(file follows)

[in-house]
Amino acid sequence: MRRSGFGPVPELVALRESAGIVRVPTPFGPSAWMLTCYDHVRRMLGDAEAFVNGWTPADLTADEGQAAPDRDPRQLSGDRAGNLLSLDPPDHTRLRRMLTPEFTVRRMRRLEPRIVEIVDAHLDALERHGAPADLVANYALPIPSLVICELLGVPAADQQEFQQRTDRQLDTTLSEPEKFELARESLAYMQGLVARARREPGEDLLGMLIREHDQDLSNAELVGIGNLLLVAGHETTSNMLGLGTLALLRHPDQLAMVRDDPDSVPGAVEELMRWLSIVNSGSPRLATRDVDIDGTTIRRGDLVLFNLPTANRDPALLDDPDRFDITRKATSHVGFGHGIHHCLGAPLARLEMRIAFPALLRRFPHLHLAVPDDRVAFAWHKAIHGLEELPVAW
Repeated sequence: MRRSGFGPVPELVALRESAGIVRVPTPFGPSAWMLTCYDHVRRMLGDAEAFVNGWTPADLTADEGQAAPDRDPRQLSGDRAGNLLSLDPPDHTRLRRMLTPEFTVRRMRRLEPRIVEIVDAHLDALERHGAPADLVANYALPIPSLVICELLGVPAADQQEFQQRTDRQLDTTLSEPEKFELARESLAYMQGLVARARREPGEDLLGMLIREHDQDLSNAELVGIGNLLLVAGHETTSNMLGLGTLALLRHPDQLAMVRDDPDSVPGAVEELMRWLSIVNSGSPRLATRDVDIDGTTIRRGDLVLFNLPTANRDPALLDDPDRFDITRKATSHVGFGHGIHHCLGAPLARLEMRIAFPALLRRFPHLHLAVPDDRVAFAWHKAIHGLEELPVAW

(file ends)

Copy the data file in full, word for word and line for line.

[in-house]
Amino acid sequence: MRRSGFGPVPELVALRESAGIVRVPTPFGPSAWMLTCYDHVRRMLGDAEAFVNGWTPADLTADEGQAAPDRDPRQLSGDRAGNLLSLDPPDHTRLRRMLTPEFTVRRMRRLEPRIVEIVDAHLDALERHGAPADLVANYALPIPSLVICELLGVPAADQQEFQQRTDRQLDTTLSEPEKFELARESLAYMQGLVARARREPGEDLLGMLIREHDQDLSNAELVGIGNLLLVAGHETTSNMLGLGTLALLRHPDQLAMVRDDPDSVPGAVEELMRWLSIVNSGSPRLATRDVDIDGTTIRRGDLVLFNLPTANRDPALLDDPDRFDITRKATSHVGFGHGIHHCLGAPLARLEMRIAFPALLRRFPHLHLAVPDDRVAFAWHKAIHGLEELPVAW
Repeated sequence: MRRSGFGPVPELVALRESAGIVRVPTPFGPSAWMLTCYDHVRRMLGDAEAFVNGWTPADLTADEGQAAPDRDPRQLSGDRAGNLLSLDPPDHTRLRRMLTPEFTVRRMRRLEPRIVEIVDAHLDALERHGAPADLVANYALPIPSLVICELLGVPAADQQEFQQRTDRQLDTTLSEPEKFELARESLAYMQGLVARARREPGEDLLGMLIREHDQDLSNAELVGIGNLLLVAGHETTSNMLGLGTLALLRHPDQLAMVRDDPDSVPGAVEELMRWLSIVNSGSPRLATRDVDIDGTTIRRGDLVLFNLPTANRDPALLDDPDRFDITRKATSHVGFGHGIHHCLGAPLARLEMRIAFPALLRRFPHLHLAVPDDRVAFAWHKAIHGLEELPVAW